At one point or another, you have had worry or fear about events in your life. You may worry about a late bill, or if your child studied enough for their exams. These are normal fears. However, for some, excessive worry is overwhelming. This worry becomes so intrusive for some that they may find it difficult to turn off their racing or intrusive thoughts that could potentially cause interference in daily activities, relationships, employment, school, and socialization. They have difficulty relaxing, feel keyed up, are easily tired, have difficulty concentrating, feel irritable, have muscle tension, sweats or shakes, feel apprehensive, or have trouble falling asleep, staying asleep or early morning awakening.
Some people struggle with anxiety to the point of having panic attacks. Somatic symptoms include heart palpitations, sweating, shaking, shortness of breath, feelings of choking, or feeling a sense of being out of control or feeling an intense fear that something bad is about to happen.
Some people struggle with feeling highly anxious in a social situation, they may fear judgement, rejection or humiliation. They tend to try to stay away from social situations due to fear. They may have difficulty speaking in front of groups or directly to people. The somatic symptoms can include an upset stomach, sweating, blushing, or their mind going blank.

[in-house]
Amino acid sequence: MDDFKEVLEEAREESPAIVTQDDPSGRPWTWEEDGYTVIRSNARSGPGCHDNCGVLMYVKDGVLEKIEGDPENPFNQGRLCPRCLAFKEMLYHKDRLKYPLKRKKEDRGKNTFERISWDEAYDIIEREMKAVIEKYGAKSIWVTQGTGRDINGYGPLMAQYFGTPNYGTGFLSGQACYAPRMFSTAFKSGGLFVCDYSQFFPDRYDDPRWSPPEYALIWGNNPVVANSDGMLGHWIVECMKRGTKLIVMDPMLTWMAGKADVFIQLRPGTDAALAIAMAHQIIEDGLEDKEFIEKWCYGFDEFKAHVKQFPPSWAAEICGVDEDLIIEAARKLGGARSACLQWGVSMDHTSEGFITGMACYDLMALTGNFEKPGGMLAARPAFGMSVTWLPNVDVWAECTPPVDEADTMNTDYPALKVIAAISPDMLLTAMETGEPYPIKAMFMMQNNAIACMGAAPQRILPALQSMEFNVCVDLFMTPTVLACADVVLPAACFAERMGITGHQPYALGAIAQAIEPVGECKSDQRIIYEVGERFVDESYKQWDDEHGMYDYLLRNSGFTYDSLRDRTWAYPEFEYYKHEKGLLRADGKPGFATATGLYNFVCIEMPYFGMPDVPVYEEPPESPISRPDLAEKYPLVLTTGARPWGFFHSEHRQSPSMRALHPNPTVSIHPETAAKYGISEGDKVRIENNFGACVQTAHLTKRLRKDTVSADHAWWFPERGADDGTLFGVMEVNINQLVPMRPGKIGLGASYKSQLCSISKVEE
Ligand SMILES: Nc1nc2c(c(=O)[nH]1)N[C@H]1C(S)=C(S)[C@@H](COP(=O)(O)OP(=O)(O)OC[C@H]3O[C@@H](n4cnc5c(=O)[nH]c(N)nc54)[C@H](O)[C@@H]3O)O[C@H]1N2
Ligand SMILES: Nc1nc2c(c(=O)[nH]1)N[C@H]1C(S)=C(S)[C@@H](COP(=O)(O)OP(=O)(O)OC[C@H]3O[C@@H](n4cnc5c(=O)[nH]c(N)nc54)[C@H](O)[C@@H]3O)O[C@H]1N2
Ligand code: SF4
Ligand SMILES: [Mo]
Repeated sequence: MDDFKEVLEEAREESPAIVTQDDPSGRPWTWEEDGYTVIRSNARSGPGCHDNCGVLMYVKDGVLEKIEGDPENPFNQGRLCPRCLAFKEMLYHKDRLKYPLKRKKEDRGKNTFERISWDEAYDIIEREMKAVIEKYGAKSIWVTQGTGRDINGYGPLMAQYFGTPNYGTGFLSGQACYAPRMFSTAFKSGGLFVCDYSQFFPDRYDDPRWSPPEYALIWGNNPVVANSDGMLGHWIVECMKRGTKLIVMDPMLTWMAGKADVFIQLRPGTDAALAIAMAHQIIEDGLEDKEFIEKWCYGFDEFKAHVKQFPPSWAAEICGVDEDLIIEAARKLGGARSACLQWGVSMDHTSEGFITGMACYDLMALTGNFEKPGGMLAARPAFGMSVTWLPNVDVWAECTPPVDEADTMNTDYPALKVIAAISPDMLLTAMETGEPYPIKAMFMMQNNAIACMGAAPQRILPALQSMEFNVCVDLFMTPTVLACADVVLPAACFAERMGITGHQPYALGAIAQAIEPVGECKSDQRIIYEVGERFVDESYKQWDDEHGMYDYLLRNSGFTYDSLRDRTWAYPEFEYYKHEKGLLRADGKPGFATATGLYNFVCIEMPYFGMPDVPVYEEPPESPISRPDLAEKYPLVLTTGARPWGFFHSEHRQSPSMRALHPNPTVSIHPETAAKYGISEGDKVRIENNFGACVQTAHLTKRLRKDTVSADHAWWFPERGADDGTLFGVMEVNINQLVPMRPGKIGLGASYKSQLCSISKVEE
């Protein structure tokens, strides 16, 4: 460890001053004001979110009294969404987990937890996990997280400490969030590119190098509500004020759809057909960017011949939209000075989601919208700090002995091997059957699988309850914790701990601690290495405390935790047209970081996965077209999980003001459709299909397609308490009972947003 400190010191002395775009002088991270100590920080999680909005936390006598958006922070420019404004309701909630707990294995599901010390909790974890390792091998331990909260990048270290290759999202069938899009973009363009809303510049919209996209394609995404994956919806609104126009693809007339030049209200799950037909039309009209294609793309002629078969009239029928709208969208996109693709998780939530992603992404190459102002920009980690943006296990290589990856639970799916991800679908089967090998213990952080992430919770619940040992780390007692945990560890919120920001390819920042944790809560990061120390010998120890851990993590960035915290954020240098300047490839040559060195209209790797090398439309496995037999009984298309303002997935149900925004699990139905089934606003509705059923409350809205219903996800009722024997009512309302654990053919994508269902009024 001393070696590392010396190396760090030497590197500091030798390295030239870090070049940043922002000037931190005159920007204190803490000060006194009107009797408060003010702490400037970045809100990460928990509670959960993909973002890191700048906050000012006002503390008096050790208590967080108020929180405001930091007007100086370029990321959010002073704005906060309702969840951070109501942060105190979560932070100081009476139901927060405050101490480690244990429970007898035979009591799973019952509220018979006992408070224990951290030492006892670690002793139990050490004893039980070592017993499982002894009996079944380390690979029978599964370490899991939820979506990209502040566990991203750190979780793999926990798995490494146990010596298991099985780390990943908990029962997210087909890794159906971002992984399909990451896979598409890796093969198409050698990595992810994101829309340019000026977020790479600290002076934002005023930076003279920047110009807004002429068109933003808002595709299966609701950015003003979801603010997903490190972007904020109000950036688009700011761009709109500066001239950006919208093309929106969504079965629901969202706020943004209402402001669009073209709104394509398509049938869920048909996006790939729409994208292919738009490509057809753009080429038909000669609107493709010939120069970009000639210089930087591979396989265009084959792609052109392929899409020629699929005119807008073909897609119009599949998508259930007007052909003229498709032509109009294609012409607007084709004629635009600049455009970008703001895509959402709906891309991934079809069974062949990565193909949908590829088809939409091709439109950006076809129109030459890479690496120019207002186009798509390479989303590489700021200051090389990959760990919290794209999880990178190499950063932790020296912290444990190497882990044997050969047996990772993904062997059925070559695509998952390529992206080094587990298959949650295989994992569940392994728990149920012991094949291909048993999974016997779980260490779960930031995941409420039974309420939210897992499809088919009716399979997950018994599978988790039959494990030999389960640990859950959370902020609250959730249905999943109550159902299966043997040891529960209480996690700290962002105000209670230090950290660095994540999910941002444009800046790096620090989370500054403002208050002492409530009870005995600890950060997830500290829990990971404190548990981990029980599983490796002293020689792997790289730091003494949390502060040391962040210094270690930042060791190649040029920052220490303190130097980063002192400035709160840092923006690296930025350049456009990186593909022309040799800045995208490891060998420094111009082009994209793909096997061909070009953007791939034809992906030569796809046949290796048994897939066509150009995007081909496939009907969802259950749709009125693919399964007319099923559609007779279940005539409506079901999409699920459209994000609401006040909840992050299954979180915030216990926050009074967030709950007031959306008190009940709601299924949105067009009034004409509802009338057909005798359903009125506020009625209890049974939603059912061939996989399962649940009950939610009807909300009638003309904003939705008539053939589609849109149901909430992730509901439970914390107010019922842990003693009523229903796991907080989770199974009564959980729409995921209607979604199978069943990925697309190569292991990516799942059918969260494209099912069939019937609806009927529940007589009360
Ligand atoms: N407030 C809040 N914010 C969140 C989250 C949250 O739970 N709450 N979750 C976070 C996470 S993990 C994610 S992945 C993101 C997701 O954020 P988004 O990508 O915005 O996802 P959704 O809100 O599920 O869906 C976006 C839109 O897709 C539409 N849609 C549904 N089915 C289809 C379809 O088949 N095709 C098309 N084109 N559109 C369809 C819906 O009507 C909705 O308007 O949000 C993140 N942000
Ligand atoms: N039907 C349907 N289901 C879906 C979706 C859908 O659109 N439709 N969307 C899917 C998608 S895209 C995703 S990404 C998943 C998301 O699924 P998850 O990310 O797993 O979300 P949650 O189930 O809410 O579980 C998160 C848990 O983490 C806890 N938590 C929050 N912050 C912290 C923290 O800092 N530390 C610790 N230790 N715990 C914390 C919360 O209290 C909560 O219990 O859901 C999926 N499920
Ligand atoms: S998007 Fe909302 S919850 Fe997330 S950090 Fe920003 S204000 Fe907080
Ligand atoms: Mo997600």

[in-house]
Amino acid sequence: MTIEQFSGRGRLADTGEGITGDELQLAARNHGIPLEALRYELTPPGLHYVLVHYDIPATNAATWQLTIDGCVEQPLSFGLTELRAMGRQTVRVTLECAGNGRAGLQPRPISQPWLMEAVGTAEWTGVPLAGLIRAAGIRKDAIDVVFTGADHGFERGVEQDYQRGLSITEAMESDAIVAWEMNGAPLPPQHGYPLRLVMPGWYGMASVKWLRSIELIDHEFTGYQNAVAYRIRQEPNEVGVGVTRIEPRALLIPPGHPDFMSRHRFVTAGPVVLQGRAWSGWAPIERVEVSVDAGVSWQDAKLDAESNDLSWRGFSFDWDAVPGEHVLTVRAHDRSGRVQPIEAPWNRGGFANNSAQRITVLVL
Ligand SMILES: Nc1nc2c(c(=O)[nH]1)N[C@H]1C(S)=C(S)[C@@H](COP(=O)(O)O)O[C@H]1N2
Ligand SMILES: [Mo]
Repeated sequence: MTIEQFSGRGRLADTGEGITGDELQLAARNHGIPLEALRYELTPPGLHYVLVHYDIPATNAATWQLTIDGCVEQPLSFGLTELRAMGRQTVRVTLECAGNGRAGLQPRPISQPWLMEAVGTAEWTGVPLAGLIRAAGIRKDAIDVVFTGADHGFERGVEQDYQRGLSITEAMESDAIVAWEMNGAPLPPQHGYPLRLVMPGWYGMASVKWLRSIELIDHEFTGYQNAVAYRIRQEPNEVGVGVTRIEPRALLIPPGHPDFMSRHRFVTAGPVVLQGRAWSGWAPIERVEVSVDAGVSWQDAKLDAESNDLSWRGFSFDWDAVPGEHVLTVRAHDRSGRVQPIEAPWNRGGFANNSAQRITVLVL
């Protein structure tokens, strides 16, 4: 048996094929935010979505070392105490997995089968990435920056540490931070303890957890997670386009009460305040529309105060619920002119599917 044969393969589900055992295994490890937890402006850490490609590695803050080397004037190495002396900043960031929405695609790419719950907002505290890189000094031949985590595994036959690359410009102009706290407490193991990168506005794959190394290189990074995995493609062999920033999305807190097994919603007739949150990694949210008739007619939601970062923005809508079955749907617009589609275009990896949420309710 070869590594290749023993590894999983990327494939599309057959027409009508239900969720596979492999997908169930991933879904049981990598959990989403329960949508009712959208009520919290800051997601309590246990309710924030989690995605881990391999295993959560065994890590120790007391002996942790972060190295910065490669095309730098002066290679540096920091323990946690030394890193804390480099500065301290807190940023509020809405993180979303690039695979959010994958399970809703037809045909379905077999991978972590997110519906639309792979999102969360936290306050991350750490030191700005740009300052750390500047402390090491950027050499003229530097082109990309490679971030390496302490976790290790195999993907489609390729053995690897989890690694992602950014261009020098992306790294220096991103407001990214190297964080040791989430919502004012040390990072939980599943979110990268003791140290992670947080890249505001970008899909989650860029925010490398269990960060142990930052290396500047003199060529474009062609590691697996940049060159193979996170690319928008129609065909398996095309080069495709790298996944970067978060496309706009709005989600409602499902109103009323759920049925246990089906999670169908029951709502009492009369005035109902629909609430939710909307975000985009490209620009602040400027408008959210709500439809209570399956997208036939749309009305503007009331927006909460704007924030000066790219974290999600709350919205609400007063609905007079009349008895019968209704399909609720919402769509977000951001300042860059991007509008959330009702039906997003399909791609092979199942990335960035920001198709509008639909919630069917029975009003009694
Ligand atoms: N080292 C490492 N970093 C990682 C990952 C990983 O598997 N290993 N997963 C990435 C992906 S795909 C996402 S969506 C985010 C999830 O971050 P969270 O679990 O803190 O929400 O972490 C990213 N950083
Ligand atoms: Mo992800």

Some people may experience anxiety symptoms based on a specific stimulus: public speaking, clowns, spiders, storms, driving, tests, etc. Check out the Virtual Reality Exposure Therapy tab to address these symptoms.
*Therapist does not provide medication management
Give me a call at (704) 890-8333 and we will work on a treatment plan to address your specific needs.
American Psychiatric Association. Diagnostic and Statistical Manual of Mental Disorders. 5th ed. Arlington, VA: American Psychiatric Publishing. 2013
U.S. Department of Health and Human Services, National Institutes of Health, National Institute of Mental Health. (2015). NIMH Health Topics page on Anxiety Disorders. Retrieved from https://www.nimh.nih.gov/health/statistics/any-anxiety-disorder.shtml